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i've never really painted much before, but what kind of steps do I need to do to prep it for painting, and is there any high heat resistent or anything like that kind of paint. can i just get ford blue paint from a ford dealer, or is there cheaper places, color code?. Do i need to prime the block first?
 

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(1) I set my engine on a engine stand.

(2) I scraped the large chunks off first.

(3) I used a hand held grinder with a wire wheel and worked every nook and cranny on the block until it was clean.

(4) Put a large catch-all pan underneath the engine and then started scrubbing it with solvent.

(5) Blew everything dry with a airgun.

(6) Repeated as necessary.

(7) Once I got the block as clean as I could, I then cleaned it off with a can of aerosol brake cleaner.

( 8 ) Went to AutoZone and bought 3 cans of Engine Block Ford Blue and some masking tape.

(9) Masked off everything I wanted to protect and wiped the block off one more time with the brake cleaner sprayed into a clean shop towel.






I hope this helps. :D

:cool:
 

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If this is a rebuilt engine you can just make sure the engine is oil free with a laquer thinner and use a spray can of engine paint. If your doing a restoration. I always seal it up first with an epoxy primer. Following this I like to use PPG Concept.

With either paint try to put on a good wet coat but not too heavy. The thicker the paint gets the greater chance of it wanting to peel later due to the heat. Always remember to mask off whatever you don't want covered with a tape e.g. exhaust ports etc. Also remember to put the plugs in so you don't get paint in the threads or worse the cylinder.
 

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ngates0516 said:
i've never really painted much before, but what kind of steps do I need to do to prep it for painting, and is there any high heat resistent or anything like that kind of paint. can i just get ford blue paint from a ford dealer, or is there cheaper places, color code?. Do i need to prime the block first?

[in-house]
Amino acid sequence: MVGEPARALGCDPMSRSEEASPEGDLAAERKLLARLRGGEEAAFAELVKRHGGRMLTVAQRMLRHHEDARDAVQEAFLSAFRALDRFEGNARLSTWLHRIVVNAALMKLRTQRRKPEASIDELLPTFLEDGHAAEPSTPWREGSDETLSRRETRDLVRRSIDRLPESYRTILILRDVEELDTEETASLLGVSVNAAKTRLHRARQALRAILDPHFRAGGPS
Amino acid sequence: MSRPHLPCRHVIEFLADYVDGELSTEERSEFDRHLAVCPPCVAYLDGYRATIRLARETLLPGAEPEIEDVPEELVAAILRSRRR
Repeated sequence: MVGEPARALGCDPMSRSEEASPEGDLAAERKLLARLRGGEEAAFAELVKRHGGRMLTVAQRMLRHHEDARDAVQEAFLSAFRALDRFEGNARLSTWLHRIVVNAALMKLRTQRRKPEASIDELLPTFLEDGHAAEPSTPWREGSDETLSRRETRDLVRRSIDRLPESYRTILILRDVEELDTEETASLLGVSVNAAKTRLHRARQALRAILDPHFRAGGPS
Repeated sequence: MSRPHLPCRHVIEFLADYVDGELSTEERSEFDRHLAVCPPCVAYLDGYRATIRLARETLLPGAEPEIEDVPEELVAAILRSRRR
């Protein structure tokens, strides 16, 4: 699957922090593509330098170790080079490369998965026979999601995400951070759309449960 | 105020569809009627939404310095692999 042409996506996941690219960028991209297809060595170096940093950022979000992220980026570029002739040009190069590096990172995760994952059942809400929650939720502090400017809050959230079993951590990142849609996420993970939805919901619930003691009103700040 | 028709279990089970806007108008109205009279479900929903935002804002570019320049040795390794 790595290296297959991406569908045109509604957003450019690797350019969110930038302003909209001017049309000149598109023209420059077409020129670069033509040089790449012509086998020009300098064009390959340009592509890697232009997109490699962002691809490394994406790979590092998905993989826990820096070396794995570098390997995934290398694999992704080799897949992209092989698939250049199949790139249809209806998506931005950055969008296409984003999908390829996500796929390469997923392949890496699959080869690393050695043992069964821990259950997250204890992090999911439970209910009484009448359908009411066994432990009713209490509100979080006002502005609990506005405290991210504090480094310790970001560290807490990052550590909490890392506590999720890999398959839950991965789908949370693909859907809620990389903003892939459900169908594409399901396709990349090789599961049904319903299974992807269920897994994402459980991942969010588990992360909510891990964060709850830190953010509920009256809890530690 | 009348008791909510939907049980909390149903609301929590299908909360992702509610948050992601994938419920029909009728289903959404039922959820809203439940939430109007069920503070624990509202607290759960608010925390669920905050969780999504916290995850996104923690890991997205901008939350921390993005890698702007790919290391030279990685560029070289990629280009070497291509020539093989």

You don't need to go to the ford dealer for paint, but don't use house/hobby paint either.

Most auto parts stores have a rack of automotive spray paints including "engine enamel" spray paint. I'd recommend 'engine enamel' on most exposed engine parts EXCEPT any exhaust system parts; like manifolds or headers. Exhaust system parts should get HIGH-HEAT paint only.

Usually the paint rack at the parts store will have a "paint code" book or such to indicate 'Old Ford Blue' or 'New Ford Blue',,,, but there are no "color rules" (unless you're planning on it being "correct as original", then you'll need to research what color each part came from FoMoCo) just pick what color you like/want (well, no,,,,there is a rule: You CAN NOT paint it chevy orange! :wink: ).

My parts store handles the 'Plasti-Kote' paint brand and I like the 'FORD BLUE #205". Other good auto paint brand names usually available are: Dupli-Color and VHT. Excellent mailorder automotive spray paints are also available from: www.eastwood.com

Which ever paint brand you get - and this may sound silly - but you should follow the directions on the can (it's funny how many folks don't seem to ever read the can directions) regarding part cleanliness and working temperatures. Where most folks get in trouble with painting any stuff is not getting it clean, clean, clean. As Johnny Ray explained earlier, hose it down with brake cleaner to degrease it once all the flaky rust & visible crud is off of the surfaces.